I could see a reasonable challenge if one were assigned to a property which normally charges a $50 resort fee, but imposes a $250 fee for PL reservations.

Unless someone can come up with some good precedential authority under NY contract law, the better advice to OP is to forget it, enjoy his stay and move on beyond making a one time customer service ask at check in or check out.
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Old Dec 1, 18, 2:26 pm
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Originally Posted by iggyray View Post
How does that sit with your explanation? So, in some cases they state the fees, and in some it is vague "possible amount". The customer is entering the contract when the full and exact details are not disclosed.
Then you might have a potential class action for deceptive practice.

But again - when Priceline's disclosure mentioned the potential fee without the amount certain, it is pretty much a get-out-of-jail-free card.
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Old Dec 2, 18, 3:13 pm
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My only disagreement with this statement is the use of the term "pretty much". It is a get out of jail free card.
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Old Dec 5, 18, 9:35 pm
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$50 rate with a $70 fee?

So, basically they can accept your bid for a hotel in NYC with the rate of $50, and then stiff you with some property that charges an undisclosed fee, like here of $70? How about a $500 fee on a $27/night hotel?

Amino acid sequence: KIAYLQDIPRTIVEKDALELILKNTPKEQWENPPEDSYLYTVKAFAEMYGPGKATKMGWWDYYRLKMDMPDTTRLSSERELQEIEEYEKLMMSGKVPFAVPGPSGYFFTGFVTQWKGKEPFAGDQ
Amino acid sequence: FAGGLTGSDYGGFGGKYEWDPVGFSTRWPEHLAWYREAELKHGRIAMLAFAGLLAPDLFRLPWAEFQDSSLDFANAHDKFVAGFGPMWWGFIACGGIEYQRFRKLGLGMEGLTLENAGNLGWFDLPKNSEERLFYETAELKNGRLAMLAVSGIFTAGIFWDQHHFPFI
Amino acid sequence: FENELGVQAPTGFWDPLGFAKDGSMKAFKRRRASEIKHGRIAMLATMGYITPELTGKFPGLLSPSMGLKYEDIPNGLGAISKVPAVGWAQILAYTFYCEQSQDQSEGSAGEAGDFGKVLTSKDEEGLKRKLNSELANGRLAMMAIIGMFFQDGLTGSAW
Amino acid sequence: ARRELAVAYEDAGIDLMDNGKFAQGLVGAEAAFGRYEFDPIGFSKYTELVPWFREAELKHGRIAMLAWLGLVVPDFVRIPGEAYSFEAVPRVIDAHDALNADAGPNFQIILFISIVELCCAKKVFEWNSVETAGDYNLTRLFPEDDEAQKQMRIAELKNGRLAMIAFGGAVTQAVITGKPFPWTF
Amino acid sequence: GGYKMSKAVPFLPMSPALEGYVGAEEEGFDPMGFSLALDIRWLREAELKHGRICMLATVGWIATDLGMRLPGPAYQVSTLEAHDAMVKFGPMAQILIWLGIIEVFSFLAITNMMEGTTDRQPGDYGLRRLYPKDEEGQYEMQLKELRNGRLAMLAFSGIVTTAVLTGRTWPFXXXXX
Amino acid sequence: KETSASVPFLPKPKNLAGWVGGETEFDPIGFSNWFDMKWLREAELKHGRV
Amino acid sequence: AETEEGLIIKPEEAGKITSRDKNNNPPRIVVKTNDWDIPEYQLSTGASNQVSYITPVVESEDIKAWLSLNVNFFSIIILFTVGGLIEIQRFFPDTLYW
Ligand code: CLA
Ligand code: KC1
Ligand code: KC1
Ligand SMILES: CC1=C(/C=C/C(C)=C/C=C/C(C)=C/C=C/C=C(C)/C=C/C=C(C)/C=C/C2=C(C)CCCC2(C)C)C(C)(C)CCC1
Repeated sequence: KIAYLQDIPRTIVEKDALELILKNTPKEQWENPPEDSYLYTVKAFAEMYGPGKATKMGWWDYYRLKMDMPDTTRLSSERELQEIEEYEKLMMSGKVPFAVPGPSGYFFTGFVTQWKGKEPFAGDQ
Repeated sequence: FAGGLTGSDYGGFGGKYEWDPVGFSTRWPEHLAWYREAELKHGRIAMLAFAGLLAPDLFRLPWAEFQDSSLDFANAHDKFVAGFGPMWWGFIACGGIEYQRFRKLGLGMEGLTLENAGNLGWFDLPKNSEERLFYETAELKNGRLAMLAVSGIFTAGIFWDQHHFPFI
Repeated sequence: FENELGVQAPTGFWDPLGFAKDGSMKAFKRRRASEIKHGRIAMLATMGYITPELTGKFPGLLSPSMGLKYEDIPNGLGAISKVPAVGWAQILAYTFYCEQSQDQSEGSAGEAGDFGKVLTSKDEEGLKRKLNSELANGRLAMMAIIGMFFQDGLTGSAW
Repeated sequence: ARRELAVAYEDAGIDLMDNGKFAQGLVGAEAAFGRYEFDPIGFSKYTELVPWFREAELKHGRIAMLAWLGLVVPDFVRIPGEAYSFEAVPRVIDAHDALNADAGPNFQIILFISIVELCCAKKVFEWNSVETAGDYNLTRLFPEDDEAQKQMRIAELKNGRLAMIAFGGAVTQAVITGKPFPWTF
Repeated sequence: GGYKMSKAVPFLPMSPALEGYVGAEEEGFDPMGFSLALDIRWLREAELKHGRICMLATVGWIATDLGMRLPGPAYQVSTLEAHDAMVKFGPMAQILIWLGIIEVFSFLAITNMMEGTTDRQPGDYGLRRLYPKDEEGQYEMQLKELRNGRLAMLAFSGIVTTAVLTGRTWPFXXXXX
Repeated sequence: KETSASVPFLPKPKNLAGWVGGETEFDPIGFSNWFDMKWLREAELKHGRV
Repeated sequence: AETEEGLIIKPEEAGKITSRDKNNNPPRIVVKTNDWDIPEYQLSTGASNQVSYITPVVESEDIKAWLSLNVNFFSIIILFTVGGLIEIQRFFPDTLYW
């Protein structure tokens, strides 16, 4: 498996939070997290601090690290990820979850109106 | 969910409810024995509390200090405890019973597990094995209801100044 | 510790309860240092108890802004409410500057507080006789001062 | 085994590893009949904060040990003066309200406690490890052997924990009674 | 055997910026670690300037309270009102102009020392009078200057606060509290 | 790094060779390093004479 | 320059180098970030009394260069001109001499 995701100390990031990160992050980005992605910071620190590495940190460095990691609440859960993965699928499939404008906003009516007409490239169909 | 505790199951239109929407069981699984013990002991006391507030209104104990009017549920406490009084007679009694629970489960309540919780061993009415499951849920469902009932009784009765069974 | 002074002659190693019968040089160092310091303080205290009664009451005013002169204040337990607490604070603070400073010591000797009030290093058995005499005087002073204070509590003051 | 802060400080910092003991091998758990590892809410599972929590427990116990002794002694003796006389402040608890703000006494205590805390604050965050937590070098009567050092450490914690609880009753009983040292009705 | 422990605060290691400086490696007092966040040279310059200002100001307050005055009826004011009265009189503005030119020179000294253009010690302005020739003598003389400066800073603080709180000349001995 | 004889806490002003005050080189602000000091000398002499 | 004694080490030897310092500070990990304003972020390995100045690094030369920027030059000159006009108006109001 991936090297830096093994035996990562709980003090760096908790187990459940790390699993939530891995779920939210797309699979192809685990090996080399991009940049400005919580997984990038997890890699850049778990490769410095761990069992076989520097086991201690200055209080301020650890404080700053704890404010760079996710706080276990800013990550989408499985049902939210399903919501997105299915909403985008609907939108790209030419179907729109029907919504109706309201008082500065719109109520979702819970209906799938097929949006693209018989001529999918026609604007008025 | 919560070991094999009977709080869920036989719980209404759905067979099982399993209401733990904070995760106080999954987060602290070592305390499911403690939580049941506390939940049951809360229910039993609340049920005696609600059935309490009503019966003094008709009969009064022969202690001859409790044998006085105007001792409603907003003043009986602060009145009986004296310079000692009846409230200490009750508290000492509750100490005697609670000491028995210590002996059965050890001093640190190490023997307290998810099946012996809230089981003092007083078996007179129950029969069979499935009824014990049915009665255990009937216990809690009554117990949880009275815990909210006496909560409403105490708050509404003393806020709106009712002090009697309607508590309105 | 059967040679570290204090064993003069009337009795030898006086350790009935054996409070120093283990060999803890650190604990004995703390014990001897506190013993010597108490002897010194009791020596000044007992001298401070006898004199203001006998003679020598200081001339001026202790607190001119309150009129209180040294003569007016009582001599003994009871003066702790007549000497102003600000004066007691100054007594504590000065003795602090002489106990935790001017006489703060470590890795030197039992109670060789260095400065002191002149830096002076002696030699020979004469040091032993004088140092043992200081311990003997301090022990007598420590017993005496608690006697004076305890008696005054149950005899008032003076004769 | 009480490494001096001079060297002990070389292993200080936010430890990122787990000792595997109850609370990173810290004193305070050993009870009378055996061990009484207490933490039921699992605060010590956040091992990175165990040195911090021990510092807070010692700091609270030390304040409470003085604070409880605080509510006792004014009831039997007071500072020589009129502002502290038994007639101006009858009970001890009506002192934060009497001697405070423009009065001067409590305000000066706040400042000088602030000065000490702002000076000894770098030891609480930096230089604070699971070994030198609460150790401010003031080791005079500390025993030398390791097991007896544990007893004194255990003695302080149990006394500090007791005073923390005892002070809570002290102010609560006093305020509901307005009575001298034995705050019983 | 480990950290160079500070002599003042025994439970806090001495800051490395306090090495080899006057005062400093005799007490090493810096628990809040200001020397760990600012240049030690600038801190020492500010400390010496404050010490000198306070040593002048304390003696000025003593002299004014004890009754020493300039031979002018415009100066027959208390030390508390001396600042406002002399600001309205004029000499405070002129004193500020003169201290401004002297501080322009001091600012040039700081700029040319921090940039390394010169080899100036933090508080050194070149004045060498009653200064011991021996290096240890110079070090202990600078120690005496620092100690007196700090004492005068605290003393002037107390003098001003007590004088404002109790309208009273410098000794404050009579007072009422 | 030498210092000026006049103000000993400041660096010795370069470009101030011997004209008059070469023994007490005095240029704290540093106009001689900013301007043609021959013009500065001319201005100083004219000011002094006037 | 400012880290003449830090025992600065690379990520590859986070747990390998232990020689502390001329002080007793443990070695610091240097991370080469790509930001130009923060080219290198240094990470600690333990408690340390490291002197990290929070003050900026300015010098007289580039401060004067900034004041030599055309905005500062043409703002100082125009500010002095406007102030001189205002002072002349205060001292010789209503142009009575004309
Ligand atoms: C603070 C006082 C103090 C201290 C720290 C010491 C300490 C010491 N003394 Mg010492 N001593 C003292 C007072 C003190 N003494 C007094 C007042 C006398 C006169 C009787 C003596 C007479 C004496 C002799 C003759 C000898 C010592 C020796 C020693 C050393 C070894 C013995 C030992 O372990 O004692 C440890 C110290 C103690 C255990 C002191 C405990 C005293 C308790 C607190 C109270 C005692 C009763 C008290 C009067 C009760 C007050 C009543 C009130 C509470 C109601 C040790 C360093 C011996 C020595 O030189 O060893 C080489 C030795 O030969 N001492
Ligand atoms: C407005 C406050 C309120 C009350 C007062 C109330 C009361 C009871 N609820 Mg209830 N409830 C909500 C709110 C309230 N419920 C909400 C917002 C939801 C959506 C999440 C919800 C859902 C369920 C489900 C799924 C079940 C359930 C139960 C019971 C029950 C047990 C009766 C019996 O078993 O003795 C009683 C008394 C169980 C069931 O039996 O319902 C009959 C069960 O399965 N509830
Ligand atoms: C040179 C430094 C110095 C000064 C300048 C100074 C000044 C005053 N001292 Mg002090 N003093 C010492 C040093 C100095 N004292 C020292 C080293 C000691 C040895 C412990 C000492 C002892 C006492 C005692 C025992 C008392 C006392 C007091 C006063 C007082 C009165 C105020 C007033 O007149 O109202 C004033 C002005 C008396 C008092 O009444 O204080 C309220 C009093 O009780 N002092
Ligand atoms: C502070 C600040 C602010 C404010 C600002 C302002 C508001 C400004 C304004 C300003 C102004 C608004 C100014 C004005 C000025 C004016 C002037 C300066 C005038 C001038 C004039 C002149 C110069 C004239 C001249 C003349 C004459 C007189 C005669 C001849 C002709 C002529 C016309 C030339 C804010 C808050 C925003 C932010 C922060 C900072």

Here's the example of a hotel in their inventory.



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Old Dec 7, 18, 7:56 am
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Originally Posted by Often1 View Post
My only disagreement with this statement is the use of the term "pretty much". It is a get out of jail free card.
No, it isn't a proverbial get out of jail free card -- as Priceline's hotel bookings are subject to more than just a cherry-picked jurisdiction of Priceline's choosing, of the hotel's own choosing, or even the choosing of some lawyers looking for a class action lawsuit out of their own greed.

Last edited by GUWonder; Dec 7, 18 at 8:02 am
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Old Yesterday, 6:44 pm
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Bottom line - case or no case, it really depends on how much Priceline knows in advance and how you can prove it.